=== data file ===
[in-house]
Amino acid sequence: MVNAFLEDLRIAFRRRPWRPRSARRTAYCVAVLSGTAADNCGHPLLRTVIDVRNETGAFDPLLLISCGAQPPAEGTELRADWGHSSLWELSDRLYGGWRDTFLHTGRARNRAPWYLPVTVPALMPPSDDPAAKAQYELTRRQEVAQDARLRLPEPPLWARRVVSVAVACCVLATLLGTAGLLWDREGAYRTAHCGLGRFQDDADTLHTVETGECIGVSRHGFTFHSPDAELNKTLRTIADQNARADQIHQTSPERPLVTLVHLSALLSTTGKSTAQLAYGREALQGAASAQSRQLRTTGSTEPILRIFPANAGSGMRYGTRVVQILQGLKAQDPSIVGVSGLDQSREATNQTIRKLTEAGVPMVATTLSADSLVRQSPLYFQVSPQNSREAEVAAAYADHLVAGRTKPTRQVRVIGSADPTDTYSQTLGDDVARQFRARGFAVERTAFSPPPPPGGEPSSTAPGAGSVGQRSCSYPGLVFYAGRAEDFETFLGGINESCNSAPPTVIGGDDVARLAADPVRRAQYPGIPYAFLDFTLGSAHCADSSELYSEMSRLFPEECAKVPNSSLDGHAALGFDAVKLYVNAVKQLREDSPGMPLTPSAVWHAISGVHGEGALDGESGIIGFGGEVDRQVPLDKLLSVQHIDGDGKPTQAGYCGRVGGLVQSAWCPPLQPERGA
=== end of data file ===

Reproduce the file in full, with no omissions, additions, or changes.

[in-house]
Amino acid sequence: MVNAFLEDLRIAFRRRPWRPRSARRTAYCVAVLSGTAADNCGHPLLRTVIDVRNETGAFDPLLLISCGAQPPAEGTELRADWGHSSLWELSDRLYGGWRDTFLHTGRARNRAPWYLPVTVPALMPPSDDPAAKAQYELTRRQEVAQDARLRLPEPPLWARRVVSVAVACCVLATLLGTAGLLWDREGAYRTAHCGLGRFQDDADTLHTVETGECIGVSRHGFTFHSPDAELNKTLRTIADQNARADQIHQTSPERPLVTLVHLSALLSTTGKSTAQLAYGREALQGAASAQSRQLRTTGSTEPILRIFPANAGSGMRYGTRVVQILQGLKAQDPSIVGVSGLDQSREATNQTIRKLTEAGVPMVATTLSADSLVRQSPLYFQVSPQNSREAEVAAAYADHLVAGRTKPTRQVRVIGSADPTDTYSQTLGDDVARQFRARGFAVERTAFSPPPPPGGEPSSTAPGAGSVGQRSCSYPGLVFYAGRAEDFETFLGGINESCNSAPPTVIGGDDVARLAADPVRRAQYPGIPYAFLDFTLGSAHCADSSELYSEMSRLFPEECAKVPNSSLDGHAALGFDAVKLYVNAVKQLREDSPGMPLTPSAVWHAISGVHGEGALDGESGIIGFGGEVDRQVPLDKLLSVQHIDGDGKPTQAGYCGRVGGLVQSAWCPPLQPERGA